1. I’m always late. I do my best not to be like this, but … So my Sunday confession is on a Monday.
2. I do many things in a shoddy half hearted way. I do my best not to be like this, but … So the hot cross buns this year were hot even-tempered buns. I just wanted them in the oven and out again so I could eat three in a row for lunch. Hence, no crosses. (They’re only flour and water anyway so they don’t exactly add to the taste).
3. There are still three tiny eggs that the children didn’t find during the hunt. I’m not telling them. They will be my morning tea tomorrow when they’re all safely at school.
4. Wanting to slap Son #2 when he told #3 in a fit of pique that it’s actually Mum who hides the eggs, not the Easter Bunny.
5. Not realising that listening to Watership Down in the car to school and back all last week was perhaps a trifle insensitive in the lead up to Easter. Also insensitive: giggling at the look on Son #3’s face yesterday when he was about to bite the ears off his chocolate bunny and Son #1 said in an evil whisper Yours looks just like Hazel, don't you think?
6. I finished The Curious Incident of the Dog in the Night-time this morning. You know, the one about/written by the boy with Aspergers. It touched me and made me feel really guilty for being so grateful, so very grateful that Son #1 doesn’t have Aspergers. Cos heaven knows I worry about him enough, and he grew out of all those Aspergers tendencies a couple of years ago. And my confession is that I just wasn’t a great parent to him when he was younger. From very early on we knew he was different, but you tend to be dismissed when it’s your firstborn and people assume you’re being just another ignorant first-time parent. But he never cuddled or snuggled, arched away when you touched him, and freaked out when his routine was interrupted. Then as he got older he became obsessed with things. Like, really obsessed. Not like other children whose mothers said ‘oh yes my little girl is obsessed with pink!’. No, he was OBSESSED with red. He lived, ate, breathed and totally immersed himself in red. For months. A year or so later it was space, then geology/rocks/minerals, and then, bizarrely, french horns for eight and a half months followed by violins for nineteen days. Other parents thought it was sweet and interesting, which it kind of was, but it was also spooky. Then he developed tics, which could be verbal or physical. And which made him look like a freak. And teachers/shopkeepers/strangers in elevators would take me aside and suggest I seek help. Each tic would last a few weeks before being replaced by another mind-alteringly annoying/embarrassing tic, and sometimes two tics would overlap for a few days. Plus there were odd neurotic fears and dislikes that didn’t make sense [to people who weren’t Son #1]. By this time we had had Son #2 who is quite a conventional personality and so this merely threw #1’s weird behaviour into relief. And so I did a bit of internet symptom-investigation which is always a dangerous thing (ie. at the moment I have a painful lump under my left armpit. Try Googling that and not hyperventilating at the results) and it came to pass that I discovered all sorts of things like Aspergers, Multiple Tic Syndrome, Transient Tic Syndrome, Tourettes, ADHD etc etc, many of which are linked and there is kind of a sliding scale of severity. And lo it was terribly scary and saddening but oh my giddy aunt everything fell into place and I learnt about triggers and I also stopped hating his behaviour and hating myself and thinking I had made my child this way. I also learnt that without Aspergers Syndrome and other high functioning autism the world would be without the majority of its computer programmers, engineers and astronauts. Not to mention mathematicians. Son #1 is as hopeless at maths as I am so I knew there was no chance he would become a Rain Man or anything.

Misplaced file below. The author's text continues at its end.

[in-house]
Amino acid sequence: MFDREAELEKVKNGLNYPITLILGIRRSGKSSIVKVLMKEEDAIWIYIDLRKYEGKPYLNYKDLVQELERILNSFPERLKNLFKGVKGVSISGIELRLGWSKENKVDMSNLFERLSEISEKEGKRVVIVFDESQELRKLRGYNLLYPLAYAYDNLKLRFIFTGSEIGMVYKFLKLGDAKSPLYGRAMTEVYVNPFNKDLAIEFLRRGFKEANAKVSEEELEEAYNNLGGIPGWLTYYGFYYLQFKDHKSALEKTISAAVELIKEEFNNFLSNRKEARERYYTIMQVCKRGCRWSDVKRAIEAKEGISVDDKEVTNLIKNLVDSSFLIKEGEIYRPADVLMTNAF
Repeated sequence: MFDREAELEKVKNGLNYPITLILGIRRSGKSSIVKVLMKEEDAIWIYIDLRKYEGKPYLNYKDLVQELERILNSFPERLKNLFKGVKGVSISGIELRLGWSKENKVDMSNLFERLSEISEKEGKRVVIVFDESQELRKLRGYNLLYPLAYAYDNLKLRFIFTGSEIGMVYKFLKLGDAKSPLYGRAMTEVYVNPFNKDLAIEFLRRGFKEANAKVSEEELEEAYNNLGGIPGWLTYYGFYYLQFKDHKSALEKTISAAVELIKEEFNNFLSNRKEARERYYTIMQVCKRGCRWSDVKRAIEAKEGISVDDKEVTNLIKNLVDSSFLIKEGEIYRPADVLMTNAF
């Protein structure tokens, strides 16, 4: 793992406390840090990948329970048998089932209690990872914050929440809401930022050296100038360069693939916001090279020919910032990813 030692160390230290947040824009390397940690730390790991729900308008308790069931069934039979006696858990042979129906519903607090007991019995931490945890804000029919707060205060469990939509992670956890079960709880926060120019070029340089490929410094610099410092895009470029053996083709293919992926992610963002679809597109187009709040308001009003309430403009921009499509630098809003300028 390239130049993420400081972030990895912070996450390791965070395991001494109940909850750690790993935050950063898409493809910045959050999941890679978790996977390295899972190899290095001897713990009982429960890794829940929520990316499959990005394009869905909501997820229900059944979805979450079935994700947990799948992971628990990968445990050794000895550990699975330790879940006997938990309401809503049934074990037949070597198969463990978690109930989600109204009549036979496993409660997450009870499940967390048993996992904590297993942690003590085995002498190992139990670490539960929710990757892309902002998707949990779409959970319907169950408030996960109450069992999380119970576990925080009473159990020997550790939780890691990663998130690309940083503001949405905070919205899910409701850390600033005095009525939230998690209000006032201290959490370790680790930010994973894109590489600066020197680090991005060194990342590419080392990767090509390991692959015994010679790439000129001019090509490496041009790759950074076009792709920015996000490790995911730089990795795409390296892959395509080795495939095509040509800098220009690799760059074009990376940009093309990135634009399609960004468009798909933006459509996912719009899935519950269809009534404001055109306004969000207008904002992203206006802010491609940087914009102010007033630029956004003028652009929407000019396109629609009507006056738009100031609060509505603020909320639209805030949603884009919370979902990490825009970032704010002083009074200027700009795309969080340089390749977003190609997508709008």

But having a reason was so helpful. My rage and sadness eased. Naturopathics and homeopathics helped with the triggers and also some of the tics and symptoms. And life went on and we all learnt to live with Son #1’s "funnies".
But then something happened. He turned nine and reached a sort of crossing. The tics gradually lessened to the point where he now gets them only when he’s extremely tired or stressed (Triggers Number One and Two), the obsessions mellowed into Healthy Interests, and most miraculous of all, he became a cuddly affectionate child who is generous, thoughtful, and loving toward others. The odd behaviours segued into more socially acceptable eccentricities, and I stopped being embarrassed by him every time we were in the presence of others. And then, THEN, [and I will never stop thanking the gods above for this], he found music. Yes, it was an obsession for a long while; he lived, breathed, ate, thought music all day long. But with the discovery of music, he found himself. He learnt to interact with other people more easily through the language of music. He found an outlet for all his frustrations and difficulties. He discovered his place in the world.
And my confession(s)? Guilt for feeling so grateful that he (mostly) grew out of all those syndrome-y symptoms. Guilt for not being a better parent to him when he was at the outer edge of the ‘normal’ spectrum. Guilt for all those years of wanting him to be firmly within that ‘normal’ circle. Guilt for not finding the courage to accept him for who he was but always pushing him to be what I wanted him to be. Guilt for finding him so much easier to love these days.